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wally's woes Expert says making floating ‘sofa’ for Wally the walrus will only prolong problems

The Arctic creature needs to ‘move on’ and people should stay well away from the ‘circus’ surrounding him


Wally taking a timeout on a boat off the coast of Cork in recent days

Wally taking a timeout on a boat off the coast of Cork in recent days

Wally taking a timeout on a boat off the coast of Cork in recent days

Plans for a floating ‘sofa’ for Ireland’s famous new visitor ‘Wally’ the walrus to keep the creature from damaging local boats will only prolong the problem, and he needs to “move on, and move on fast”, a marine expert has said.

Pádraig Whooley of the Irish Whale and Dolphin Group said despite being christened Wally, we do not know the sex of the Arctic creature, and that there were “a lot of myths and urban legends spreading around this animal”.

“We’re two weeks on from it first arriving on the Waterford coast after it went to Ardmore and then on Clonakilty and Roaringwater bays.

“Everywhere it turns up, it is unfortunately causing a circus. Irish Whale and Dolphin Group, and all other organisations, are at pains to ask that if you are going to watch it, do it from the safety of the shore,” Mr Whooley said on RTÉ’s Morning Ireland.

“Don’t mill around it on a boat, as that has the potential to disturb this animal. It looks hale and hearty and while we’re hearing it has been injured, that’s what we first heard when it arrived in Wales and when it arrived in France. We’re looking at the images and we’re not seeing any evidence of that.

“It looks to be doing fine on its own and the less interference the better from the public or indeed from organisations that feel compelled to get in and help it along; it’s doing fine on its own and there is no evidence that it will benefit from human protection.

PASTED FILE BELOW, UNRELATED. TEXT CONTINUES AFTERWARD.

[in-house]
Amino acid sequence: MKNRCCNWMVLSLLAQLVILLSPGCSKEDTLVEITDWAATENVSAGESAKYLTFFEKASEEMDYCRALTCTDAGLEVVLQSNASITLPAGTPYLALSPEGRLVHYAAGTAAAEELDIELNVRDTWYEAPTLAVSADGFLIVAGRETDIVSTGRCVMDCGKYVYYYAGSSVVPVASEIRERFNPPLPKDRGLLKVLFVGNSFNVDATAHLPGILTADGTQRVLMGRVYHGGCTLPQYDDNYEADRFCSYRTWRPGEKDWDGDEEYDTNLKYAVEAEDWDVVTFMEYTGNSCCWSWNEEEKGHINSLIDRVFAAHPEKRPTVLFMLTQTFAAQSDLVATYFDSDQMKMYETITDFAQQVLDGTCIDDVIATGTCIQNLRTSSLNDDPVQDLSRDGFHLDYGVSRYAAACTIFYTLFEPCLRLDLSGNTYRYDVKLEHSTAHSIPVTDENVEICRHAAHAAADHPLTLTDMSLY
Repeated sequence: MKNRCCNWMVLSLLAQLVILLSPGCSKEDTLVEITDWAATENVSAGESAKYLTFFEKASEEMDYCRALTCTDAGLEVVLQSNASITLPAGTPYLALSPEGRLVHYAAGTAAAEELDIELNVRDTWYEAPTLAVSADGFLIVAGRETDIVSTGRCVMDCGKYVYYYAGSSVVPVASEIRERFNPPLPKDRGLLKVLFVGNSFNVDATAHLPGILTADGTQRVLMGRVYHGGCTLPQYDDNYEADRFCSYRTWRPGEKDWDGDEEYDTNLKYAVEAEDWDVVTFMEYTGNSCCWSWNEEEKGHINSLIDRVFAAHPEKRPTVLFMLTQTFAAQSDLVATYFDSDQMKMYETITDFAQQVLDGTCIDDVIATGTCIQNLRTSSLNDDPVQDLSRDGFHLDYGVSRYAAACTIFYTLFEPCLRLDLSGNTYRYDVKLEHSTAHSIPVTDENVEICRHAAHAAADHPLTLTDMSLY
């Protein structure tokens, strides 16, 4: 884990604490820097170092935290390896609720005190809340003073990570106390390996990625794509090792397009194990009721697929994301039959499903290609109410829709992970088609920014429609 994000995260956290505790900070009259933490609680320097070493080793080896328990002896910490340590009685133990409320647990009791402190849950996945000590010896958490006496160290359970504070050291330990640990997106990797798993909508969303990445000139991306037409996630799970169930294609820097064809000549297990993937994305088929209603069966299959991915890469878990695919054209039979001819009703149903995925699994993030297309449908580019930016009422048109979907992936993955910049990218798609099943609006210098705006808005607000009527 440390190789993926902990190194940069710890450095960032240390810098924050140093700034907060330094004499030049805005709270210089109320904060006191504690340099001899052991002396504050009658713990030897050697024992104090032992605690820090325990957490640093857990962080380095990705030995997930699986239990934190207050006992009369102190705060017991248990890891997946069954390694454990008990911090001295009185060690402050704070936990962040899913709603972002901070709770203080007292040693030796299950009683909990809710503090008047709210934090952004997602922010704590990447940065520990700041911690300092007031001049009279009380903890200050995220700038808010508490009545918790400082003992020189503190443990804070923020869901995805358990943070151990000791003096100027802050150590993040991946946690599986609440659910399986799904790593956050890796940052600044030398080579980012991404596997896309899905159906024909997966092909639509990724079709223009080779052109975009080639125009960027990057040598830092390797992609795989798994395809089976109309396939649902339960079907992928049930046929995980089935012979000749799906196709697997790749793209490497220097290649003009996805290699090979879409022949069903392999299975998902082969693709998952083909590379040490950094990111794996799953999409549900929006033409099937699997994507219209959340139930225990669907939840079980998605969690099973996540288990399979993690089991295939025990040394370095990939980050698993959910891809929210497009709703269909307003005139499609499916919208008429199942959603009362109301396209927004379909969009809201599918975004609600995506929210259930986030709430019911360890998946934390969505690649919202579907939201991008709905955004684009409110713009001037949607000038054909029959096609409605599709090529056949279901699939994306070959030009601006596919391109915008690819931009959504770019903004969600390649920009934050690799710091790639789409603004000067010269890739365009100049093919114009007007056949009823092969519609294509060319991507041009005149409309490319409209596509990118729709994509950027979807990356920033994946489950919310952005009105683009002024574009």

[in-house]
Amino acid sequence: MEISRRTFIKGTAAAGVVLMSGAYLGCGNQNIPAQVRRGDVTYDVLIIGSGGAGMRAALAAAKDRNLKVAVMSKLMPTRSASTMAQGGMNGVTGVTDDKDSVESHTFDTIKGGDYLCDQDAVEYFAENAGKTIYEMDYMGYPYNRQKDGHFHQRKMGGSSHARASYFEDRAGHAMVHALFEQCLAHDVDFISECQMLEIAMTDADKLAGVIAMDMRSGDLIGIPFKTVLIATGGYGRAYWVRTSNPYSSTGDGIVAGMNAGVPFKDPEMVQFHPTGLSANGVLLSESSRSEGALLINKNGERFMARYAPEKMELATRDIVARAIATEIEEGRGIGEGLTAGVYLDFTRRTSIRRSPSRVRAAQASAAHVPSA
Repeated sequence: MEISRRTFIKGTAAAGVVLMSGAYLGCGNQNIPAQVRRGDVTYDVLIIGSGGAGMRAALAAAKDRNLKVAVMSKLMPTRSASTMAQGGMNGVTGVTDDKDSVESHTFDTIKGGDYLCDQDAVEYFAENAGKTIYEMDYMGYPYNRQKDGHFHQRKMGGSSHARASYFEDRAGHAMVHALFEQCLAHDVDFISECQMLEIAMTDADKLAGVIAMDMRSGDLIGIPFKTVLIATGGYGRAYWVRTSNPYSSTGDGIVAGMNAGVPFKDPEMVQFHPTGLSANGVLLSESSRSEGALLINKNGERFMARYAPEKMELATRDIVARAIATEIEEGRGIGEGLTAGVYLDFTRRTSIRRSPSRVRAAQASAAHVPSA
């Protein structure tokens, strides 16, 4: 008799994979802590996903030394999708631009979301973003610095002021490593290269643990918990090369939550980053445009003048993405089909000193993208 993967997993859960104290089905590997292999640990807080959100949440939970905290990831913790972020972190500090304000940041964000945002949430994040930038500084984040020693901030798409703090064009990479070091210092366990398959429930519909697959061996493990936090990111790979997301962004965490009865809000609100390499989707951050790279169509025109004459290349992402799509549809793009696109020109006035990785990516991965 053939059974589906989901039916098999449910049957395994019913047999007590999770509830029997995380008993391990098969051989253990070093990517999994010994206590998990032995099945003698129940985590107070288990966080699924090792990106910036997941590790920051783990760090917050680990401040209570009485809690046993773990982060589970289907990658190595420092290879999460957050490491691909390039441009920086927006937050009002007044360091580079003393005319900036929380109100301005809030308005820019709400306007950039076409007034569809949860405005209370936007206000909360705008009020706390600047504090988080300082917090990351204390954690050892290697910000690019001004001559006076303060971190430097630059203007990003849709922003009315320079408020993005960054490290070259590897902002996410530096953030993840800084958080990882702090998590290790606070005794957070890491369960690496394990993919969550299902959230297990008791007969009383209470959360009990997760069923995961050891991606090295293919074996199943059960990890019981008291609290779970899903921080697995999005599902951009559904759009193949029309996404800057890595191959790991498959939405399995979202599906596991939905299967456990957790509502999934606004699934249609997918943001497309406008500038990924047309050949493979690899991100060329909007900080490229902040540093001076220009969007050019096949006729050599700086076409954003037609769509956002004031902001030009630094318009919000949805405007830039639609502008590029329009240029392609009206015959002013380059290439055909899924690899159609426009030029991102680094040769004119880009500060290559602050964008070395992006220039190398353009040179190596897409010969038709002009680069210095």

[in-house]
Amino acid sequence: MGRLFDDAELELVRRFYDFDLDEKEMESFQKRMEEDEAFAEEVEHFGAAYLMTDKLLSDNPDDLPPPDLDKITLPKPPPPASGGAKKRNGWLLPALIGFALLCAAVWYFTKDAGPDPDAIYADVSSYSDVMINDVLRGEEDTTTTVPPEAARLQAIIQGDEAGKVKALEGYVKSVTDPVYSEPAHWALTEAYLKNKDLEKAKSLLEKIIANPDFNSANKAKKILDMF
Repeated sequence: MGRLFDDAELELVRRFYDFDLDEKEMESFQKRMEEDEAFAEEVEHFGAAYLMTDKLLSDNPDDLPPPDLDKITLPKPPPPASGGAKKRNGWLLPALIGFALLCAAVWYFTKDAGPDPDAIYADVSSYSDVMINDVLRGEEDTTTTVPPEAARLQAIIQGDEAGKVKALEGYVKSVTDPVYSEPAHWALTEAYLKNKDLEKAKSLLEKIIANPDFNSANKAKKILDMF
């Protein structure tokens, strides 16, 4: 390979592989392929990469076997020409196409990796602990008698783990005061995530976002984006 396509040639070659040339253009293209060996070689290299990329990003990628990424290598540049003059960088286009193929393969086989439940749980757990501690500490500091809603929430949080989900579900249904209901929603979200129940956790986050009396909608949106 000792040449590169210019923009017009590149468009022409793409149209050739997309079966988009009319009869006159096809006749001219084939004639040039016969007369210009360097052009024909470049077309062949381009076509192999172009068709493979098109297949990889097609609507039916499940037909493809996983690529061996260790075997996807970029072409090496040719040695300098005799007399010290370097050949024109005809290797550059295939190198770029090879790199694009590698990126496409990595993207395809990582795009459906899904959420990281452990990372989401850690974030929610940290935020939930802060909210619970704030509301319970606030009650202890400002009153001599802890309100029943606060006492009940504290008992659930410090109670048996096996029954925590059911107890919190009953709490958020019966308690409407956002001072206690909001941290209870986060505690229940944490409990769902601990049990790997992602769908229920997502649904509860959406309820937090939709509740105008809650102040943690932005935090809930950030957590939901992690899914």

“We don’t want it to be too comfortable. We want to urge it to move on so it can finally start on the track home,” Mr Whooley said.

Mr Whooley said the best tonic to Wally’s destructive side is to encourage him to “move on and move on fast”. He said people in the area should protect their boats as he “seems to sink one or two wherever he goes”.

Another organisation, Seal Rescue Ireland, is reportedly going to put in place a floating pontoon for Wally to rest on, in an effort to keep him off boats. SRI has spoken to conservationists in the Scilly Isles which put one in place when the creature visited their shores.

“If they have expensive engines on them; probably a good idea to remove your engine. Boats are covered by marine insurance and will be covered if they are destroyed. Building pontoons, or a sofa as some are calling it, to keep him in the area is just prolonging the difficulty that boat owners are having,” Mr Whooley said.

Mr Whooley says it’s “extremely unusual” to see a walrus wander so far from the Arctic, with Ireland’s last confirmed walrus visit in 1999, but said it may become more likely in the future.

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